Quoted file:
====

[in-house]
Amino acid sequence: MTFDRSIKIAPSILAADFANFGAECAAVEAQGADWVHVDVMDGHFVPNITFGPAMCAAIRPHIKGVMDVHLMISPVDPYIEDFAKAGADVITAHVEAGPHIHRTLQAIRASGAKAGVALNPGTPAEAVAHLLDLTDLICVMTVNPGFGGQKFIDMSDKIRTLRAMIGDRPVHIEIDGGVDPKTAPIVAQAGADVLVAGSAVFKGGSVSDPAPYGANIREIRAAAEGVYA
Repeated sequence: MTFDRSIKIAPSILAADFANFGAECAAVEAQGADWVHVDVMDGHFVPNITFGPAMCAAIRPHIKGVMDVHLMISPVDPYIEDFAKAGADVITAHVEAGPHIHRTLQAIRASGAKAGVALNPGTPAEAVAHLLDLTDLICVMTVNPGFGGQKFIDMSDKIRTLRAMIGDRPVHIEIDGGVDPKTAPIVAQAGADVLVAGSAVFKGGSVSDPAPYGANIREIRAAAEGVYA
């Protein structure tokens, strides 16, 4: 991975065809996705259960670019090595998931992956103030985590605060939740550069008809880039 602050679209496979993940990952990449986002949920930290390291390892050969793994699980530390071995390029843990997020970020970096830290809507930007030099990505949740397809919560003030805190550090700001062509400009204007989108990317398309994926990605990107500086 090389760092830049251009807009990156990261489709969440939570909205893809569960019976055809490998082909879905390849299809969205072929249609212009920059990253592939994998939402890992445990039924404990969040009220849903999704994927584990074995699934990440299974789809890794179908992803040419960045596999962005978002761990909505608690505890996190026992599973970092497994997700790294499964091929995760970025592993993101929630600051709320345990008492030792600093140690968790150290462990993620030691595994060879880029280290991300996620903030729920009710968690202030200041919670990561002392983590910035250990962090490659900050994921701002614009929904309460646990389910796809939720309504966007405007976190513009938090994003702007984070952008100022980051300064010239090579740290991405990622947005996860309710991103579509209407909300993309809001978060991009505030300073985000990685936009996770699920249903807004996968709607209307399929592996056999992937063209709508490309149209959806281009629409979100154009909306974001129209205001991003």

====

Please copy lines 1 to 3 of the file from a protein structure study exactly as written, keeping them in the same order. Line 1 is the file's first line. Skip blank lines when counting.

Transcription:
[in-house]
Amino acid sequence: MTFDRSIKIAPSILAADFANFGAECAAVEAQGADWVHVDVMDGHFVPNITFGPAMCAAIRPHIKGVMDVHLMISPVDPYIEDFAKAGADVITAHVEAGPHIHRTLQAIRASGAKAGVALNPGTPAEAVAHLLDLTDLICVMTVNPGFGGQKFIDMSDKIRTLRAMIGDRPVHIEIDGGVDPKTAPIVAQAGADVLVAGSAVFKGGSVSDPAPYGANIREIRAAAEGVYA
Repeated sequence: MTFDRSIKIAPSILAADFANFGAECAAVEAQGADWVHVDVMDGHFVPNITFGPAMCAAIRPHIKGVMDVHLMISPVDPYIEDFAKAGADVITAHVEAGPHIHRTLQAIRASGAKAGVALNPGTPAEAVAHLLDLTDLICVMTVNPGFGGQKFIDMSDKIRTLRAMIGDRPVHIEIDGGVDPKTAPIVAQAGADVLVAGSAVFKGGSVSDPAPYGANIREIRAAAEGVYA